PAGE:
Burnout is a condition related to overwhelming stress and it’s continuously growing in professional environments. Its main components, that are key in differentiating them from similar-effect conditions, are:
- De-personalization – where you separate yourself emotionally from your work.
- Decreased level of accomplishment – you’re working more and more but you feel like less and less productive.
- Emotional exhaustion.
What could lead to a burnout?
The factors that could lead to a burnout are not solely professional; it’s pretty much anything that you need to invest on, such as family, friends, relationships, social activism, even money. It’s related to the continuous effort and stress to meet expectations on these areas, but ending up in not meeting those goals can potentially lead to a burnout.
What’s the stress cycle and why is it important?
There are concrete differences between stress as such, stressors and stress responses.
Stressors are the factors that contribute to/trigger stress. These factors can be related to work/business, money, family etc.
Stress is the physiological part that happens to your body in response to any perceived threat. The effects of stress in the body can appear as difficulty breathing, panic attacks, blurred eyesight, sleep problems, fatigue, headaches, chest pains, high blood pressure, heartburn and indigestion.
Stress response, meaning how we react to stress, which is the so called ‘freeze, fight or flight’ response.
As it can be seen, the stress cycle has 3 main stages:
1) Threat, the stressor, what causes stress.
2) Response, how you react to the threat, or more precisely how your body reacts to the threat.
3) End, when the body received the signal that it has escaped from this threat and it’s now safe.
Latest research findings highlight that the behaviors that deal with our stressors are no longer the behaviors that deal with the stress in our bodies. In other words, when we are under stress because of too much workload, or a difficult relationship or even a stressful commute to work, what do we do? We go home and relax, or we choose to be alone in order not to get in touch with anyone else etc, meaning that we end up dealing with the stress factor (workload, relationship, commute) but we don’t deal with the stress itself, and how it does manifest within our body.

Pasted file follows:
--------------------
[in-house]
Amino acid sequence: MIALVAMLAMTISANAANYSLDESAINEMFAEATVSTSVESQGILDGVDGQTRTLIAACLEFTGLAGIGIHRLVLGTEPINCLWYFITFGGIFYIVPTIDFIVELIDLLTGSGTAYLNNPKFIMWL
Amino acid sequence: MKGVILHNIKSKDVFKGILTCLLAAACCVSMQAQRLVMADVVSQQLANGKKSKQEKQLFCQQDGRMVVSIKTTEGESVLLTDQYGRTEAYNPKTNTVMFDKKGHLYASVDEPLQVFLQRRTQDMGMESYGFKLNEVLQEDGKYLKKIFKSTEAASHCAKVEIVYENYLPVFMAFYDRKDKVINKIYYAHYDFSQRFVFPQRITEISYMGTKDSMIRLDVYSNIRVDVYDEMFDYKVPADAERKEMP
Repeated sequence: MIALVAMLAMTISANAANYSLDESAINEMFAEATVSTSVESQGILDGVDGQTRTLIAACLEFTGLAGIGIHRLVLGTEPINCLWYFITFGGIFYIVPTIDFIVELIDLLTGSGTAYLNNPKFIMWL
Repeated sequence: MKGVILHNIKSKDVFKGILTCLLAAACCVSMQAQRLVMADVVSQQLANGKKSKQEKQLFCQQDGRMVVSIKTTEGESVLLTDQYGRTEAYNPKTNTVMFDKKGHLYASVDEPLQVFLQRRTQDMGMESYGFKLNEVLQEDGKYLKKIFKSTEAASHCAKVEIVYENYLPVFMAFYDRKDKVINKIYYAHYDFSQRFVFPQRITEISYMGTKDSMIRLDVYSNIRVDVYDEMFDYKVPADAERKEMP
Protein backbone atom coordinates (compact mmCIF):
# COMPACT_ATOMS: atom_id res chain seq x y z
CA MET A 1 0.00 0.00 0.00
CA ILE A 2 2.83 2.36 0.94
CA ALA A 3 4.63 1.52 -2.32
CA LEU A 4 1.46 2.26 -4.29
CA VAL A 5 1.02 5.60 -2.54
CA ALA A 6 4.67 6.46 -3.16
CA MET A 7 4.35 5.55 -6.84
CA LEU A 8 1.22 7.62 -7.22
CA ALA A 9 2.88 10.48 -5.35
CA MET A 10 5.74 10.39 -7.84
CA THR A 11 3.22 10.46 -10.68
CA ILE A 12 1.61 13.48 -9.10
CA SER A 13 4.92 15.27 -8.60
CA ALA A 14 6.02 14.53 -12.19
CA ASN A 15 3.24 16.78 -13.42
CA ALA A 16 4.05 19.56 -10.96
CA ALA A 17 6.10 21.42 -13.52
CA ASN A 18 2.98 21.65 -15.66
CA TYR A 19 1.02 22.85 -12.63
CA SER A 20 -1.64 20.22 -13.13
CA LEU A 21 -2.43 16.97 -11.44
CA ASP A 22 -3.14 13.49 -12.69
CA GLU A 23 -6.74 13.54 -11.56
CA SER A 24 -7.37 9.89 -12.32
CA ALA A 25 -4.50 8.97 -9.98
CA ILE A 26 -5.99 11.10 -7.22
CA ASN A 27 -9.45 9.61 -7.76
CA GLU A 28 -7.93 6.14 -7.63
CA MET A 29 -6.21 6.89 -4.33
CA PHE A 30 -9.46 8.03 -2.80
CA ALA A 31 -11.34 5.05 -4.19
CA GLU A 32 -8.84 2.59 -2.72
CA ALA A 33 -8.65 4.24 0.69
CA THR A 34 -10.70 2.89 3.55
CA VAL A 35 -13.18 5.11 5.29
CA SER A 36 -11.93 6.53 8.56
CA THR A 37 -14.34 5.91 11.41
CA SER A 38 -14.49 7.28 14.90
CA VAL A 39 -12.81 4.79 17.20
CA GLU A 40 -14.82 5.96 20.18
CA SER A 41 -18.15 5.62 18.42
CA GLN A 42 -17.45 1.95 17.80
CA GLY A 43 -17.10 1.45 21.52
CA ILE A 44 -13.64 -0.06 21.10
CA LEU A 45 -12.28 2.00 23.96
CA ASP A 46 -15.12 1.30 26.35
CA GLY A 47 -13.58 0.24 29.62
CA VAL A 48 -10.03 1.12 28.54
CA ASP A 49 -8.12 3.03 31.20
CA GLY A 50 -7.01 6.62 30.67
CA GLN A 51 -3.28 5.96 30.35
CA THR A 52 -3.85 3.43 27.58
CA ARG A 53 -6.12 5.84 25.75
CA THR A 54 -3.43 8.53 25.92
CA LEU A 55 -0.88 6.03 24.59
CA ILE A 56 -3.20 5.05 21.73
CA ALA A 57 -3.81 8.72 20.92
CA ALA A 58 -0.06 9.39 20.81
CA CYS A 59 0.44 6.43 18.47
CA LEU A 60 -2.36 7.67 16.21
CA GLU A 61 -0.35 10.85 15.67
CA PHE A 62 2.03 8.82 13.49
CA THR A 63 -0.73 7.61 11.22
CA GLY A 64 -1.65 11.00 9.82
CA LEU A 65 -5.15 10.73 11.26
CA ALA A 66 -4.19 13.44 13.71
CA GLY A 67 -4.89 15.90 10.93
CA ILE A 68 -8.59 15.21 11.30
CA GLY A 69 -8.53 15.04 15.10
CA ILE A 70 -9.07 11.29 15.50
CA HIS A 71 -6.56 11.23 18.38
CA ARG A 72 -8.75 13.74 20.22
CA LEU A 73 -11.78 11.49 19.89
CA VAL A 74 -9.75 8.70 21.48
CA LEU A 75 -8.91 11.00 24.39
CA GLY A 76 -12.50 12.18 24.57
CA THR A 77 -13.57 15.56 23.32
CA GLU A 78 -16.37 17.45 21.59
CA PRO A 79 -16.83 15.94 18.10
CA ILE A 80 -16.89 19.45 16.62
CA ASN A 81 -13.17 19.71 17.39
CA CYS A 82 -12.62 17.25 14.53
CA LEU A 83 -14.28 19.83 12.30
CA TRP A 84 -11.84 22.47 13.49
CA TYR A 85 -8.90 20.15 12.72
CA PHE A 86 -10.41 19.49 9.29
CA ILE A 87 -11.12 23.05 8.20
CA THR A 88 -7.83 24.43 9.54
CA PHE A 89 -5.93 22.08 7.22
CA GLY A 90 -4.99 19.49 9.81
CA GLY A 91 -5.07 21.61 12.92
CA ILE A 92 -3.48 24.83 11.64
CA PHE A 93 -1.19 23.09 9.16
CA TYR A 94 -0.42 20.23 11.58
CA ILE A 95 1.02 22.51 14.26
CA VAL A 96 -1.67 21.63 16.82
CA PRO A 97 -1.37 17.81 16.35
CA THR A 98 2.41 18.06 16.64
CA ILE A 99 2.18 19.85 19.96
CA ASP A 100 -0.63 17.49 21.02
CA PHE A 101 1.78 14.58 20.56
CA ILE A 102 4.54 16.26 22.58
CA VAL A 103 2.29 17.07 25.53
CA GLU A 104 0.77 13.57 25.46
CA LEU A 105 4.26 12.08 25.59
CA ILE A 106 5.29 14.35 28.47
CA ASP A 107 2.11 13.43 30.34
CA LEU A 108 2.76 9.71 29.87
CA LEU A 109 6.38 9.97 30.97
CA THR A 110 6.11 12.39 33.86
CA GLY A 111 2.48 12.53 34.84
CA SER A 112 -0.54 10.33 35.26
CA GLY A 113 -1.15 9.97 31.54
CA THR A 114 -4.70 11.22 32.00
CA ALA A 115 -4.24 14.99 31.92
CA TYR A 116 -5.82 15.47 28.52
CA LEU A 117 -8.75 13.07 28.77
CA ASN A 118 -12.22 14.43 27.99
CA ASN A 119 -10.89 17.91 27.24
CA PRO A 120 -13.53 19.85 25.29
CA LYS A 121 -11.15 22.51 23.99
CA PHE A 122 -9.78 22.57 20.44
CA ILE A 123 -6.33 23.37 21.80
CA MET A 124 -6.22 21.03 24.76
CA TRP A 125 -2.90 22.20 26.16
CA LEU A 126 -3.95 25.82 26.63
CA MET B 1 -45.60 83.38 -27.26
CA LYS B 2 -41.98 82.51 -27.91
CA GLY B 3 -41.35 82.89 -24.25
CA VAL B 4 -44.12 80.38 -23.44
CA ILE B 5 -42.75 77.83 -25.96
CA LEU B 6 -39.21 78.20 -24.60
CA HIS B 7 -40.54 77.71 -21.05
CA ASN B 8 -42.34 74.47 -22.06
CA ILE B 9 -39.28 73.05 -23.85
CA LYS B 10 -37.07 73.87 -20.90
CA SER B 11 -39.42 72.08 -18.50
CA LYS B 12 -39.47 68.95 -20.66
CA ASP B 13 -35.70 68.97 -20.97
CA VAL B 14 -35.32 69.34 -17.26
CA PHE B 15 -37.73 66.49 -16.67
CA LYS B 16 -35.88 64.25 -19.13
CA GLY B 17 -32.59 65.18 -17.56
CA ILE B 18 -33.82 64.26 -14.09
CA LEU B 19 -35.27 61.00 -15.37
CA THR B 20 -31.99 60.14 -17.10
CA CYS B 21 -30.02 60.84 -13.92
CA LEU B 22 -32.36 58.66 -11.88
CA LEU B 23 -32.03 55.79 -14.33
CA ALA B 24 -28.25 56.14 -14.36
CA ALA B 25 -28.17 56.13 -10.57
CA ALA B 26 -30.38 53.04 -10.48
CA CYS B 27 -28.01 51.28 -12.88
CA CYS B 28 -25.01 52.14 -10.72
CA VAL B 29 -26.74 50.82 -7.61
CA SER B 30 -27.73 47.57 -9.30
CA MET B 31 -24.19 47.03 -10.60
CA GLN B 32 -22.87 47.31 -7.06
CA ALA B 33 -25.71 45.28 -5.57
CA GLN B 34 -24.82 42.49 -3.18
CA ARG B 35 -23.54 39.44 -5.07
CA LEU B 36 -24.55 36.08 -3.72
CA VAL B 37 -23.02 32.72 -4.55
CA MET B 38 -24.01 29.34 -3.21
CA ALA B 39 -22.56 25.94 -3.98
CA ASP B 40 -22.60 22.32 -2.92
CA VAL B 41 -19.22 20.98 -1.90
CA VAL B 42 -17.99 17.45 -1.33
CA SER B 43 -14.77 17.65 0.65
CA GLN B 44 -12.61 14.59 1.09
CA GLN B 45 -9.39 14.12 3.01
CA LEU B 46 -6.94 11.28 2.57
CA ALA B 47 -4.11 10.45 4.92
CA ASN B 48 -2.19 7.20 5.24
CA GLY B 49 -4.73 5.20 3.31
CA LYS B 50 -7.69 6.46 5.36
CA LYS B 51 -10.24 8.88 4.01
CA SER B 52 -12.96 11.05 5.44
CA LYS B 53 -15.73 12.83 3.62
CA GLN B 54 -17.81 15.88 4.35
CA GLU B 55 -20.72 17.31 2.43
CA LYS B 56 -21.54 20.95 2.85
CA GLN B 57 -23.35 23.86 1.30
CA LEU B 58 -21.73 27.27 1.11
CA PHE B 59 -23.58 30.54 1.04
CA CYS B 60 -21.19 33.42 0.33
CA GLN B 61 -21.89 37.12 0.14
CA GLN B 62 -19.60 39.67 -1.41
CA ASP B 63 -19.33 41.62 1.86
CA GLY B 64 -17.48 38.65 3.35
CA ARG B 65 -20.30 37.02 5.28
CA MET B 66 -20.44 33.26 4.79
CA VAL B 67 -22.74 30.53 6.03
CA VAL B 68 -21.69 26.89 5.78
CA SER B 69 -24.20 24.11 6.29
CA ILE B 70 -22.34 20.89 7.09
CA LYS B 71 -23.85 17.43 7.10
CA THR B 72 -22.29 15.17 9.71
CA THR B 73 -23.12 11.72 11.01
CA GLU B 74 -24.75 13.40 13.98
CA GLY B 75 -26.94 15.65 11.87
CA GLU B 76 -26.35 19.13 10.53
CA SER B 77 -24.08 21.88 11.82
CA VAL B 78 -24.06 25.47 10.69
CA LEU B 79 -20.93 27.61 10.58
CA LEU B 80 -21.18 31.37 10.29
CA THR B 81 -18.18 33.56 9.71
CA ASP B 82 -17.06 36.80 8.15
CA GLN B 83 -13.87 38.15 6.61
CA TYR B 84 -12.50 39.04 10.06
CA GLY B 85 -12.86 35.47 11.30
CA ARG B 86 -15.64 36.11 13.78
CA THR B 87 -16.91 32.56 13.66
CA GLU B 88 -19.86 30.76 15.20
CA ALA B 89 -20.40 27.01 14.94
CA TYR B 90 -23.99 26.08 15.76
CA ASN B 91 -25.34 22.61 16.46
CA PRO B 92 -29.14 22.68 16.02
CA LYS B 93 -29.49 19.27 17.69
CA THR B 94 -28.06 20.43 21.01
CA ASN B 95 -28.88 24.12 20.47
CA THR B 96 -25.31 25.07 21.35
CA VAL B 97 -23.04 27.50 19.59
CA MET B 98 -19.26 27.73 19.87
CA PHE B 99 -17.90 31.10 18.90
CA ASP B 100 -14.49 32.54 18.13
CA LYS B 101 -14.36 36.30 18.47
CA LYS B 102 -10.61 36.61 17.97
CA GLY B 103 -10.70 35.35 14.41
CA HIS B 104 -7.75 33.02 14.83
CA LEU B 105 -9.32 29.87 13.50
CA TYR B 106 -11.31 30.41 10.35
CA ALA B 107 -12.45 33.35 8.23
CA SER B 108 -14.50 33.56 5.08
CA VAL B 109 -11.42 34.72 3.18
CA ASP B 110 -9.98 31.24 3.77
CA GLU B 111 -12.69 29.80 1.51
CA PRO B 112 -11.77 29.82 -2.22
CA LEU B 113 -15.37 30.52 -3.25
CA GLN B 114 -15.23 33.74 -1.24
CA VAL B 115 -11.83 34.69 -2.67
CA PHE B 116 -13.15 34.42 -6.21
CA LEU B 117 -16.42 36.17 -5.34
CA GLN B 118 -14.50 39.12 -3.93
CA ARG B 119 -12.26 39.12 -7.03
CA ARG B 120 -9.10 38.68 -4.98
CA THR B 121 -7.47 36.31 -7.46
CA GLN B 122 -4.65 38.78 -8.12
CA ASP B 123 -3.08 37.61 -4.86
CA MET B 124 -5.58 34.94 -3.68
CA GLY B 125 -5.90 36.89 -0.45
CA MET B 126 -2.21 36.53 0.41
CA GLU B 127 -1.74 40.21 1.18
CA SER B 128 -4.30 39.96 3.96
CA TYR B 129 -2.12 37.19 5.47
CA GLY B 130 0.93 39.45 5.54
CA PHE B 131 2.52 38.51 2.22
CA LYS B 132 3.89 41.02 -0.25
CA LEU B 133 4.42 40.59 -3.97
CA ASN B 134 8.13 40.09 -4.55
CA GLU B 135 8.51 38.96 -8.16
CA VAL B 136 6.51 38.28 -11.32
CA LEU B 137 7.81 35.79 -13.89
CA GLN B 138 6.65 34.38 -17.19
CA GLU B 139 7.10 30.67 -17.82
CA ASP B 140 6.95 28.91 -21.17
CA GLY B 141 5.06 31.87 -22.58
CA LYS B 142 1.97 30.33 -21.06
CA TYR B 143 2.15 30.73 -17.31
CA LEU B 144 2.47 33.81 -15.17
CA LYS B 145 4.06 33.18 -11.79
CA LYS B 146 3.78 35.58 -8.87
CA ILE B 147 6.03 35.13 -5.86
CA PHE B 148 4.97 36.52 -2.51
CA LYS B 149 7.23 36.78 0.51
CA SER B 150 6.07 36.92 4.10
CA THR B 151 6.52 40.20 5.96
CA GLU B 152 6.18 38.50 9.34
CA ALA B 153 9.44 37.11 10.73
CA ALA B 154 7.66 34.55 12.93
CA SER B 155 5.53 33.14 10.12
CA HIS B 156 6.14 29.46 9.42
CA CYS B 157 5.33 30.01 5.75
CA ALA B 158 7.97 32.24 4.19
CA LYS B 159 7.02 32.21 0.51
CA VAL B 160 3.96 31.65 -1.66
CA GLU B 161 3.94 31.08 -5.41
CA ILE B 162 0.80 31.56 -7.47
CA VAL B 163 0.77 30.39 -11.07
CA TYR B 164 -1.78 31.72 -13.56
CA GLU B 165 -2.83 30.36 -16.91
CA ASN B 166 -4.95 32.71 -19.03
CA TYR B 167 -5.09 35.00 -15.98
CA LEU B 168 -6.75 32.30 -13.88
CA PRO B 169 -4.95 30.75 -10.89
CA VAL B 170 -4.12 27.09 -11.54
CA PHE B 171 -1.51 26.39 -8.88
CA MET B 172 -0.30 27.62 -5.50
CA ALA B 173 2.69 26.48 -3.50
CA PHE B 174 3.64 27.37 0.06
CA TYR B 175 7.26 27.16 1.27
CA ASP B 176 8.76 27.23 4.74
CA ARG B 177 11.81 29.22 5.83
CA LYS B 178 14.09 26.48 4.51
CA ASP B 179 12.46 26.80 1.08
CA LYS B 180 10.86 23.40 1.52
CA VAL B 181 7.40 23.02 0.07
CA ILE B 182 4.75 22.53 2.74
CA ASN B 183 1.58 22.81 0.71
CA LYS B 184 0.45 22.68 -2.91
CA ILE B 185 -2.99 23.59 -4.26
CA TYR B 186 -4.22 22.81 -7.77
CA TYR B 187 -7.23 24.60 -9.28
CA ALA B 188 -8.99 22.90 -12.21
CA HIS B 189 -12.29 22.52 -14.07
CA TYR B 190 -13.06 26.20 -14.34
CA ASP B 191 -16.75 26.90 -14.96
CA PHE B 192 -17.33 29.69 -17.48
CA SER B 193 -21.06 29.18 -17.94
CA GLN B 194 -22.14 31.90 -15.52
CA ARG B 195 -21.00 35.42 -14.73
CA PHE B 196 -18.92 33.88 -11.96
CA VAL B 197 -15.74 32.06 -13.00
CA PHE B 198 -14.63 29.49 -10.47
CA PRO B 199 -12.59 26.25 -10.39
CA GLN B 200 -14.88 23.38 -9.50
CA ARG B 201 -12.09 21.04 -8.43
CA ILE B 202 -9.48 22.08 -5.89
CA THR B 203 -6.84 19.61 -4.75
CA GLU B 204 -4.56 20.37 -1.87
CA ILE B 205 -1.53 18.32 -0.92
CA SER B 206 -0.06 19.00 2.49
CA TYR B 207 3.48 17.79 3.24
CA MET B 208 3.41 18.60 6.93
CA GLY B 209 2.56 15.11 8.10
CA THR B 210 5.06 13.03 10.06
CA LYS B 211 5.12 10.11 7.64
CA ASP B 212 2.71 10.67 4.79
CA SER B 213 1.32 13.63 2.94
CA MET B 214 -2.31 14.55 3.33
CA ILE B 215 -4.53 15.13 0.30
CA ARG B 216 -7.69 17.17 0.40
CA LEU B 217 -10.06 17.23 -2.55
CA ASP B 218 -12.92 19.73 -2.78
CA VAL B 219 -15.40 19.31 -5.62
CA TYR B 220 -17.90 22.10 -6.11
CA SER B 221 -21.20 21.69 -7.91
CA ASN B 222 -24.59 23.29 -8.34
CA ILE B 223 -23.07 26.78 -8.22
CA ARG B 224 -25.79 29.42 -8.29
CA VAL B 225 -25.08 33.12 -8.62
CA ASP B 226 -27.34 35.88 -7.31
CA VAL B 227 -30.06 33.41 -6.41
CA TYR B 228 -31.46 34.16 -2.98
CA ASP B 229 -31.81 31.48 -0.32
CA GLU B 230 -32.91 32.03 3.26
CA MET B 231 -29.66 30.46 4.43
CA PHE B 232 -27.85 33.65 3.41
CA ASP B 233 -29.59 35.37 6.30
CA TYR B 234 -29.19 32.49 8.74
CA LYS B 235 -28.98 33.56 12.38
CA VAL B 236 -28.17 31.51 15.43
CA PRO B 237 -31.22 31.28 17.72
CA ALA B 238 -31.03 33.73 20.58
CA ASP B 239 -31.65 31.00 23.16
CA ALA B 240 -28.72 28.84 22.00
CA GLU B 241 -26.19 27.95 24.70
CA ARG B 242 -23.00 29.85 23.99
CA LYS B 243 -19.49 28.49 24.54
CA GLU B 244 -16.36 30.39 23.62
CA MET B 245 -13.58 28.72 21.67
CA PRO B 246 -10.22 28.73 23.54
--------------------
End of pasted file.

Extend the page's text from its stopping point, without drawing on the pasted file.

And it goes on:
You need to go through the whole stress cycle in order to bring this to an end. So, when someone is telling you ‘you need to relax’ it doesn’t actually help recovering from a burnout. You need to deal with the stress IN your body. You need to actually change your body’s physiological state into one of safety. It’s important to use your body in order to communicate to it that it’s now a safe place to be.
Research indicates that there are numerous evidence-based ways to help people deal with the stress response cycle, such as walking, running, jumping, tensing for some seconds and more.
Body awareness is key here. We don’t usually recognize the hard stuff welling up inside us. The solution is to be able to turn toward the difficult feelings with kindness and compassion. It’s ok to admit that you’re stressed or angry or miserable. Once you’re aware of it, ask yourself “Why is it here? What do it need from you? What has to change?”
Stress is a tunnel. You have to go through it.
You have to experience the darkness to get to the light. People avoid to do that because they’re afraid of their uncomfortable internal experiences. Start practicing all experiences within your body; start with gentle emotions at first and then with more intense and uncomfortable ones.
Trust that your body will find its way.
Since burnout is quite common in the business world, companies need to take a step forward and:
- Incorporate stress dealing in their policies and overall culture.
- Acknowledge people’s emotional and physical needs.
- Encourage people to become aware of and clearer in expressing how they feel.
- Train managers on how to cope when their employees are struggling with their feelings.
The cure to burnout is not self-care. However, we can all use and benefit from others’ care. We need to have a support system of love, kindness and connection. That’s the baseline culture change that can end burnout forever.
Image by jcomp on Freepik